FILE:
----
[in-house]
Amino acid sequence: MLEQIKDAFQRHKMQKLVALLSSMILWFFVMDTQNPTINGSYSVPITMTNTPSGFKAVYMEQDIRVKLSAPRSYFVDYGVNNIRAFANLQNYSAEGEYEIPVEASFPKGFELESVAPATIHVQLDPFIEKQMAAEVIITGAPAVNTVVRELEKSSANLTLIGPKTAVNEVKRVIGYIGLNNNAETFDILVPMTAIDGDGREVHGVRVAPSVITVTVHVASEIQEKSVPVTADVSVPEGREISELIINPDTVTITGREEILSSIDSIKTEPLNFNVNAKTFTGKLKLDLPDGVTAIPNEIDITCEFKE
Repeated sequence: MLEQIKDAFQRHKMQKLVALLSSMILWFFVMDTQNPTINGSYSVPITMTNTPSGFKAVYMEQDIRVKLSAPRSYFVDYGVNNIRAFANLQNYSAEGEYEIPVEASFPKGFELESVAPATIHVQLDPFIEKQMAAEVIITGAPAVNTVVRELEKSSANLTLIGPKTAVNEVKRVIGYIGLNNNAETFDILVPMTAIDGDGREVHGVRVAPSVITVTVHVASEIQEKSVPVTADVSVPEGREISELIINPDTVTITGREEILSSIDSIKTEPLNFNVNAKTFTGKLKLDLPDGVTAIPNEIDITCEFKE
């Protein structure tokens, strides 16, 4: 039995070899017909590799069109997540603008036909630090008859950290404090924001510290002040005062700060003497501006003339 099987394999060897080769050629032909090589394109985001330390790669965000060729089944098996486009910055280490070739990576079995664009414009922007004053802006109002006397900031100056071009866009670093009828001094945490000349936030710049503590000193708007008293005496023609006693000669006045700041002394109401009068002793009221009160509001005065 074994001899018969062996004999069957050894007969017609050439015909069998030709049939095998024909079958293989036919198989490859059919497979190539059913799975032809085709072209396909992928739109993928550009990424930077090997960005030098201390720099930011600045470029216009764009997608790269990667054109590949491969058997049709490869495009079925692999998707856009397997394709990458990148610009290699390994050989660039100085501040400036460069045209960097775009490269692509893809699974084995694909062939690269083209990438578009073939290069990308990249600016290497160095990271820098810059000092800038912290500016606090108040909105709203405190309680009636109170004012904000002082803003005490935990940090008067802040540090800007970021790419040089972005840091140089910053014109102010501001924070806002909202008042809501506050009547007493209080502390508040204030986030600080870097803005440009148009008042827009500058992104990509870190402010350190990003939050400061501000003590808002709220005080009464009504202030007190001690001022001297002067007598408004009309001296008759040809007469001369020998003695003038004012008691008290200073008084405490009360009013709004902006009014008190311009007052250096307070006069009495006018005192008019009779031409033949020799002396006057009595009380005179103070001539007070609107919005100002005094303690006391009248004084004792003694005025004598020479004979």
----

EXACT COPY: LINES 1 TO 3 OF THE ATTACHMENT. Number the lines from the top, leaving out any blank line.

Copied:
[in-house]
Amino acid sequence: MLEQIKDAFQRHKMQKLVALLSSMILWFFVMDTQNPTINGSYSVPITMTNTPSGFKAVYMEQDIRVKLSAPRSYFVDYGVNNIRAFANLQNYSAEGEYEIPVEASFPKGFELESVAPATIHVQLDPFIEKQMAAEVIITGAPAVNTVVRELEKSSANLTLIGPKTAVNEVKRVIGYIGLNNNAETFDILVPMTAIDGDGREVHGVRVAPSVITVTVHVASEIQEKSVPVTADVSVPEGREISELIINPDTVTITGREEILSSIDSIKTEPLNFNVNAKTFTGKLKLDLPDGVTAIPNEIDITCEFKE
Repeated sequence: MLEQIKDAFQRHKMQKLVALLSSMILWFFVMDTQNPTINGSYSVPITMTNTPSGFKAVYMEQDIRVKLSAPRSYFVDYGVNNIRAFANLQNYSAEGEYEIPVEASFPKGFELESVAPATIHVQLDPFIEKQMAAEVIITGAPAVNTVVRELEKSSANLTLIGPKTAVNEVKRVIGYIGLNNNAETFDILVPMTAIDGDGREVHGVRVAPSVITVTVHVASEIQEKSVPVTADVSVPEGREISELIINPDTVTITGREEILSSIDSIKTEPLNFNVNAKTFTGKLKLDLPDGVTAIPNEIDITCEFKE